Rights are quite popular among companies for raising fresh funds for the business from existing shareholders. Such rights are typically priced at a discount so that the offer becomes attractive to the existing shareholders. You would have come across news items like “Company A is issuing rights in the ratio of 3:4 or Company B is issuing rights in the ratio of 2:5”. What do these statements mean? This ratio is referred to as the rights ratio. So a 3:4 rights issue will mean that for every 4 shares held by you, you will get 3 new shares and hence your shareholding will go up to 7 shares. A ratio of 2:5 means that you will get 2 shares for every 5 shares held. That means y our 5 shares will now become 7 shares.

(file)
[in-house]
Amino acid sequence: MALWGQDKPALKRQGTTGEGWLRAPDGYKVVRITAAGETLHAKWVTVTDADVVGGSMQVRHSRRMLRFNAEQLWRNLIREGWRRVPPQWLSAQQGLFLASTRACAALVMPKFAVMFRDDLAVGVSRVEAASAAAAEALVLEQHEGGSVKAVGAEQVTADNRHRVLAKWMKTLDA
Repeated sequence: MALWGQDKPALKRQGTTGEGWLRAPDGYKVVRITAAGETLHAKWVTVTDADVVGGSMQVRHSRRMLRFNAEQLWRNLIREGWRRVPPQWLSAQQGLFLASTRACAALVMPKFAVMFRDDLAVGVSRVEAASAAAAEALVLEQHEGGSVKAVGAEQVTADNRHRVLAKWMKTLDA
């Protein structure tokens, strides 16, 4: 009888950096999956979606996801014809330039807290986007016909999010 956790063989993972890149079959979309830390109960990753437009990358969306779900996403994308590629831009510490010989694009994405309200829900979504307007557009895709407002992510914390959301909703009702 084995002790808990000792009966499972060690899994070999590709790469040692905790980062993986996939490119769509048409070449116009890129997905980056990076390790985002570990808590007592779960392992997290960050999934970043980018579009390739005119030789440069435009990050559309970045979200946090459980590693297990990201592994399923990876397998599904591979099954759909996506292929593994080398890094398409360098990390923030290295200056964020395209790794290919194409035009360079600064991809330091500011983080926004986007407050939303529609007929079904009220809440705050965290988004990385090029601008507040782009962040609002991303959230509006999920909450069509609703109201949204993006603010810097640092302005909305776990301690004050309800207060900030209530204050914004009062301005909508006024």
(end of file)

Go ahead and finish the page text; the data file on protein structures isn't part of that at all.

In our above illustration of XYZ Ltd. what happens if the company comes out with a rights issue in the ratio of 1:2. That means for every 2 shares, the investor will get 1 additional share. That means for 1000 shares held by him, he will get an additional 500 shares and now his shareholding will go up to 1500 shares. Normally, these rights issues are priced at a discount to the market price as rights lead to dilution of equity. But how do you decide which shareholders get the rights shares?